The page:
The sight of this extraordinary child filled the gods with awe. He was given many names in keeping with his status Skanda, the energetic emission; Mahasena, the great leader; Guha, the mysterious one; Shanmukha, the six faced boy; Pavaki, son of fire; Gangeya, son of Ganga; Sarabhu, born amidst reeds; Kumar, the boy and Kartik, son of the Krittika maidens. Shiva gave him a powerful lance, vel, as a weapon; a rooster for his insignia; a peacock for his vehicle, his vahana. He became Velan, the lance-bearer.
On the seventh day of his life the child let out a shrill war-cry and challenged the demons to a fight. It was a splendid battle, one that shook the foundations of the cosmos. Kartik killed not only the demon Taraka but also the demons Banukopan, Soorpadam and Simukha. The gods rejoiced and thanked Shiva for his son.
Shiva refused to be burdened with a family. In her loneliness, Parvati decided to produce a child on her own. She was after all the mother-goddess!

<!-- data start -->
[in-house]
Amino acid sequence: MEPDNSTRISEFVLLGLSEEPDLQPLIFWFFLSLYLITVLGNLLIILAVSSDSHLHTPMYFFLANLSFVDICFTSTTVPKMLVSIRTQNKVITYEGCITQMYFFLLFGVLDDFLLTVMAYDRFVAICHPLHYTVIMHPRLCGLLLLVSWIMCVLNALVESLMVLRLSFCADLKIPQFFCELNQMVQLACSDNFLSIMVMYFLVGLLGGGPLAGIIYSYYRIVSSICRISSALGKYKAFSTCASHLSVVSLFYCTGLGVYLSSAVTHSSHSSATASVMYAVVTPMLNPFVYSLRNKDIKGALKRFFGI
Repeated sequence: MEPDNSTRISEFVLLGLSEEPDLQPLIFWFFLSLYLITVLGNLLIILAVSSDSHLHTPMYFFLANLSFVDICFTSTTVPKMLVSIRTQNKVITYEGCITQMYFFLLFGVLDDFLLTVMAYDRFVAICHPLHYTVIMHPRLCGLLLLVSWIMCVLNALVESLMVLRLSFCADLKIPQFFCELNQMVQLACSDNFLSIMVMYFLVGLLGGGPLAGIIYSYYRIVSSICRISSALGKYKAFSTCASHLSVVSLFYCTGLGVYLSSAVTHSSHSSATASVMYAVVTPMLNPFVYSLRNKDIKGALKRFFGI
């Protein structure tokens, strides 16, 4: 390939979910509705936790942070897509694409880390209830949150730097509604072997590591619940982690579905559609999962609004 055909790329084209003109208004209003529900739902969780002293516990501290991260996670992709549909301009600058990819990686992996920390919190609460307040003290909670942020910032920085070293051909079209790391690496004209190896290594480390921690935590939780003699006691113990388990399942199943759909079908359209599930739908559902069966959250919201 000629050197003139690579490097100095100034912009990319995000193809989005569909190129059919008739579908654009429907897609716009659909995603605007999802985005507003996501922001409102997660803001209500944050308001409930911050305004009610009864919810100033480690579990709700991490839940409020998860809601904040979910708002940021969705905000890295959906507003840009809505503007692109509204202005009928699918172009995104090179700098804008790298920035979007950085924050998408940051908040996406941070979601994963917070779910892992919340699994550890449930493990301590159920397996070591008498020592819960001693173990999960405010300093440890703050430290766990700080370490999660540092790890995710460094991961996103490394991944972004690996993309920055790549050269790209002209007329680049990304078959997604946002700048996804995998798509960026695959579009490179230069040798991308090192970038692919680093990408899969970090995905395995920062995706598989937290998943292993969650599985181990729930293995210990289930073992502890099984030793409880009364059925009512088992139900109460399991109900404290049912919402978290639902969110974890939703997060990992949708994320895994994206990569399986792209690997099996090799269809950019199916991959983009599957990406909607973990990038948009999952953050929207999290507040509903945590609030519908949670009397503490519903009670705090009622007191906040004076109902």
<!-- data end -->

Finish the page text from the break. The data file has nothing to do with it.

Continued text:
The next time Shiva disappeared into the deodar forest seeking a respite from married life, Parvati went to lake Manasarovar. There she scrubbed her body till it was red. She collected the dirt and dead skin, mixed it with sandal paste and clay and molded out of it a doll, a cute little boy. Parvati fell in love with her creation and quickly breathed life into it.
She called him Vinayaka, the leader, and spent days talking and playing with him. In his company she forgot all about Shiva. Days passed.
One day, Parvati told Vinayaka, "I don't wish to be disturbed. Don't let anyone into my cave."
"I won't," he promised.
Sometime later, having finished his long penance, Shiva returned to Kailas. He found that the entrance to his cave Was blocked by a boy, one he had never seen before.
"Stop!" said the boy as Shiva approached the cave, "You cannot enter this cave." Shiva ignored the boy and tried to walk past him. "Stop! I say," the boy snarled, pointing his lance at Shiva, "One more step and I will have to use force."
"Listen boy, don't you know who I am?" said Shiva.
"No, I don't. You may be Brahma himself, but I will not let you enter the cave."
"How dare you talk to me in that tone?" said Shiva, his temper rising, "Step aside before I am forced to hit you." Shiva tried to push the boy aside and enter the cave by force, only to have a lance pushed against his throat.